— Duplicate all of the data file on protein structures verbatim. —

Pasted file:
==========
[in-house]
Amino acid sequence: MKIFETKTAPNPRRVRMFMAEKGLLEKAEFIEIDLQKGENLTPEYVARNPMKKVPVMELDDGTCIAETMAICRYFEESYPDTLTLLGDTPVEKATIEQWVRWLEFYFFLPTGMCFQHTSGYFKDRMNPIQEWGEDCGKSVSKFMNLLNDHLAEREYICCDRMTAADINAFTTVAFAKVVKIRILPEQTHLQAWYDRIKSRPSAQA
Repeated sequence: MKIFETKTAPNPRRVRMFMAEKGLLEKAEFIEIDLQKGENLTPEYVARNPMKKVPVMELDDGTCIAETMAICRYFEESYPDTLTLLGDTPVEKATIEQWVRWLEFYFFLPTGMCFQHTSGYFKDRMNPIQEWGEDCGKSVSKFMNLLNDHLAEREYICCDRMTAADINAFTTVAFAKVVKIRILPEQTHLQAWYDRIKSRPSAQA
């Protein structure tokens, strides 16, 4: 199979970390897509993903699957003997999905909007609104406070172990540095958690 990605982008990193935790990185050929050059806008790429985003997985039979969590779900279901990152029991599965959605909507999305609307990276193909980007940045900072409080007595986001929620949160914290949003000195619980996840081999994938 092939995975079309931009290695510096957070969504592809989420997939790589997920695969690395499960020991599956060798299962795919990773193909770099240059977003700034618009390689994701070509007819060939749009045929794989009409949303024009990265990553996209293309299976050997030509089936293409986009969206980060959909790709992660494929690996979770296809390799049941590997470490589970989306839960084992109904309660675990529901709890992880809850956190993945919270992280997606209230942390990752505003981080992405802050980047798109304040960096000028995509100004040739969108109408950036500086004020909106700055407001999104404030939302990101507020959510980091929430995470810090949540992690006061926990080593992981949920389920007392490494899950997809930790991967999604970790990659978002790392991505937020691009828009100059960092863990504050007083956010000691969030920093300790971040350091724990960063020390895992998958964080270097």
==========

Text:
[in-house]
Amino acid sequence: MKIFETKTAPNPRRVRMFMAEKGLLEKAEFIEIDLQKGENLTPEYVARNPMKKVPVMELDDGTCIAETMAICRYFEESYPDTLTLLGDTPVEKATIEQWVRWLEFYFFLPTGMCFQHTSGYFKDRMNPIQEWGEDCGKSVSKFMNLLNDHLAEREYICCDRMTAADINAFTTVAFAKVVKIRILPEQTHLQAWYDRIKSRPSAQA
Repeated sequence: MKIFETKTAPNPRRVRMFMAEKGLLEKAEFIEIDLQKGENLTPEYVARNPMKKVPVMELDDGTCIAETMAICRYFEESYPDTLTLLGDTPVEKATIEQWVRWLEFYFFLPTGMCFQHTSGYFKDRMNPIQEWGEDCGKSVSKFMNLLNDHLAEREYICCDRMTAADINAFTTVAFAKVVKIRILPEQTHLQAWYDRIKSRPSAQA
């Protein structure tokens, strides 16, 4: 199979970390897509993903699957003997999905909007609104406070172990540095958690 990605982008990193935790990185050929050059806008790429985003997985039979969590779900279901990152029991599965959605909507999305609307990276193909980007940045900072409080007595986001929620949160914290949003000195619980996840081999994938 092939995975079309931009290695510096957070969504592809989420997939790589997920695969690395499960020991599956060798299962795919990773193909770099240059977003700034618009390689994701070509007819060939749009045929794989009409949303024009990265990553996209293309299976050997030509089936293409986009969206980060959909790709992660494929690996979770296809390799049941590997470490589970989306839960084992109904309660675990529901709890992880809850956190993945919270992280997606209230942390990752505003981080992405802050980047798109304040960096000028995509100004040739969108109408950036500086004020909106700055407001999104404030939302990101507020959510980091929430995470810090949540992690006061926990080593992981949920389920007392490494899950997809930790991967999604970790990659978002790392991505937020691009828009100059960092863990504050007083956010000691969030920093300790971040350091724990960063020390895992998958964080270097």